In 1902, the Nathaniel Felton Junior and Senior Houses were purchased by Joseph Newhall Smith (1839-1912), a wealthy shoe manufacturer from Lynn and owner of the Boston Woven Hose and Rubber Company. Smith also purchased several abutting properties and established Brooksby Farm.
The barn, now named the Smith Barn, was built in 1903-1904 to store apples harvested from the orchards, grain for the animals and farming implements. He planted orchards and cultivated pastureland. He built a caretaker’s cottage, called the Orchard House, which still stands next door. The family also built additions onto the Senior and Junior houses and used the property as a summer residence.
The property was then passed down to Joseph N. Smith’s, daughter Annie Breed Smith (1873-1949) and her husband Reverend William Austin (also named) Smith (1872-1922). They had 5 children: Mary Estey (1905-1909), Austin (1907-1969), Anne Josephine (1910-1975), Miriam Fuller (1911-1913) and Janet Fuller (1914-1982).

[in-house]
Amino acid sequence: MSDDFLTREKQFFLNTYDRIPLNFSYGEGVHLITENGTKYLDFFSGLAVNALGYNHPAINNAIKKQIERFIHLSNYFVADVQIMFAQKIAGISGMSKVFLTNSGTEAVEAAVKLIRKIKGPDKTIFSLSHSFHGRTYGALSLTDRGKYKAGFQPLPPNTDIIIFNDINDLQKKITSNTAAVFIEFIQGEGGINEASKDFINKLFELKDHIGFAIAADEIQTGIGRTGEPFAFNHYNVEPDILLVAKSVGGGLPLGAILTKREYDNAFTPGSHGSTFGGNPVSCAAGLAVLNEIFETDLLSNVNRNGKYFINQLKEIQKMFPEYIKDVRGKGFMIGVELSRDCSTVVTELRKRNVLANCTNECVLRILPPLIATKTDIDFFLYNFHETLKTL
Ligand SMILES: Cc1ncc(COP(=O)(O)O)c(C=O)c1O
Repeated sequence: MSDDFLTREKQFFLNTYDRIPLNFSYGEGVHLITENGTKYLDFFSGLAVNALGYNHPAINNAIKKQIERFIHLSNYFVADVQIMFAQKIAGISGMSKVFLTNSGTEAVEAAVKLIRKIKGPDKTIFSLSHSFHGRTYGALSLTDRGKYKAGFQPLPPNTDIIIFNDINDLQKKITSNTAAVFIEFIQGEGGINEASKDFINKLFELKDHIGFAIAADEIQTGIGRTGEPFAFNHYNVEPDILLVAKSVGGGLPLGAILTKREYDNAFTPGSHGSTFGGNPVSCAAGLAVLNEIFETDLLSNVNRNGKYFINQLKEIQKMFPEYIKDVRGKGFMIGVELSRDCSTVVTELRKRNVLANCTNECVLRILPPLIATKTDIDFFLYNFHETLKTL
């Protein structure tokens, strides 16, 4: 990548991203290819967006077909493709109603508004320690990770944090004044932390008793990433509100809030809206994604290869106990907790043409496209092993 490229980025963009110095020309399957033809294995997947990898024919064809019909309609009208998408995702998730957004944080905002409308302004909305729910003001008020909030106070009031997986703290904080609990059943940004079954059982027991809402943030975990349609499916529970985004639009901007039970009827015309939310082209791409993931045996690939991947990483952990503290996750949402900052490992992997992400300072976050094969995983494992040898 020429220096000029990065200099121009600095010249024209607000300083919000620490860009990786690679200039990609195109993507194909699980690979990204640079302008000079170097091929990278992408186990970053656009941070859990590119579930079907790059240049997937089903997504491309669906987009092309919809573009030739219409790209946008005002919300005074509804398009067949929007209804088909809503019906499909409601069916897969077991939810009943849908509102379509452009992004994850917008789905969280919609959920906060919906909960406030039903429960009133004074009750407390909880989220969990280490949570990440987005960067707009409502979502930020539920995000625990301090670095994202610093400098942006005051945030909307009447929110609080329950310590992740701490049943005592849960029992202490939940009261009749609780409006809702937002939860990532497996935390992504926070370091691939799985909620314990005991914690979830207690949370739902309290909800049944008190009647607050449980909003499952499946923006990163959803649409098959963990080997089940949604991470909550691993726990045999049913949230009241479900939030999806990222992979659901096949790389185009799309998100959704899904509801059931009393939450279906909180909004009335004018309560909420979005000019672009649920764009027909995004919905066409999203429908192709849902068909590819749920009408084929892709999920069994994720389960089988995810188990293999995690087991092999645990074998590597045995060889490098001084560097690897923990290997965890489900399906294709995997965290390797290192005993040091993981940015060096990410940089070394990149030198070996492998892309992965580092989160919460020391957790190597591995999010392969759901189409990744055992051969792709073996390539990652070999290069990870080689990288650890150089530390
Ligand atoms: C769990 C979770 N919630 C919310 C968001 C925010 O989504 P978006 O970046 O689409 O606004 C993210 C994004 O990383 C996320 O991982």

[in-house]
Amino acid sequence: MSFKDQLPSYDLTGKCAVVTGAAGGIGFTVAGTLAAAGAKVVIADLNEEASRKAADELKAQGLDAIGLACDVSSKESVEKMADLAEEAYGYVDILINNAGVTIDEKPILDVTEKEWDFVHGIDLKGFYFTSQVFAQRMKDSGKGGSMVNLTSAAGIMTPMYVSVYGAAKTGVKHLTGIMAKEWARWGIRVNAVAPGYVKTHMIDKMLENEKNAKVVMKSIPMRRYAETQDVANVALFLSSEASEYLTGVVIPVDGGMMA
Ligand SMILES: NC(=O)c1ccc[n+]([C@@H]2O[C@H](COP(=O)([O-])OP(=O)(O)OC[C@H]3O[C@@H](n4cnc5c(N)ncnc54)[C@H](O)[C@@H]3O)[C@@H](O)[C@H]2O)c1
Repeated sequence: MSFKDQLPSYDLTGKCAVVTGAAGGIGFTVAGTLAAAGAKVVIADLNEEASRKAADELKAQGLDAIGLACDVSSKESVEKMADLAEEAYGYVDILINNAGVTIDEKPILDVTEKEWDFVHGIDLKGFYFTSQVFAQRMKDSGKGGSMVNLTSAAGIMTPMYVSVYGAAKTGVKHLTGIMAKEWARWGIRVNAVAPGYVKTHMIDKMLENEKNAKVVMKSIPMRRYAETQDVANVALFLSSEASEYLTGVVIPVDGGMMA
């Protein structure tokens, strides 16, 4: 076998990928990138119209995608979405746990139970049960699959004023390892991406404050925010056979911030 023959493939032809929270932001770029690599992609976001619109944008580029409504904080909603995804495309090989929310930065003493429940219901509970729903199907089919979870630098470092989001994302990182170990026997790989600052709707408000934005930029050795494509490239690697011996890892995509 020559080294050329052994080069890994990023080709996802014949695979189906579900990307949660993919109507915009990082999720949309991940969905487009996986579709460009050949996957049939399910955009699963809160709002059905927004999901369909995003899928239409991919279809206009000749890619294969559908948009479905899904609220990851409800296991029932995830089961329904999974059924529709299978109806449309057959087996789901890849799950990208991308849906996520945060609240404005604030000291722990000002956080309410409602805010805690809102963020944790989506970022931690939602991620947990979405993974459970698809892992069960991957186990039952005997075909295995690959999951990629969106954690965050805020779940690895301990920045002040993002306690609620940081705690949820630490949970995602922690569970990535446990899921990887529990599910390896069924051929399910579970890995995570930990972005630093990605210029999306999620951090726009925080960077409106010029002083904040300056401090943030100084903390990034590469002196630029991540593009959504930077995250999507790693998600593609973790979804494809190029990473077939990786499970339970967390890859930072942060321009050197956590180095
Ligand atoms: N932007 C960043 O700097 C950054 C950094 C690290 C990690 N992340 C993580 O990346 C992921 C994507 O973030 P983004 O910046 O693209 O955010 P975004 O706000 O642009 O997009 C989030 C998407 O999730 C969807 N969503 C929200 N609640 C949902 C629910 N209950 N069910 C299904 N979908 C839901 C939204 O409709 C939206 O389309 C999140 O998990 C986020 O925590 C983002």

Rev. Smith was a Harvard educated Episcopalian minister and editor of the Churchman Magazine. Upon Rev. Smith’s death, his children, Austin, Janet and Josephine, took the reins of the property. Austin, in particular, worked diligently to cultivate the land and orchards. Austin’s wife Eleanor Frothingham Smith and his sisters Janet Smith and Mrs. Anne Josephine Walsh are responsible for preserving the Felton-Smith Historic Site. They sold 200 acres of the land to the City of Peabody as open space, now Brooksby Farm. The remaining 16.5 acres and the historic buildings were given to the Peabody Historical Society and Museum, a private, non-profit organization, which operates separate from the City of Peabody.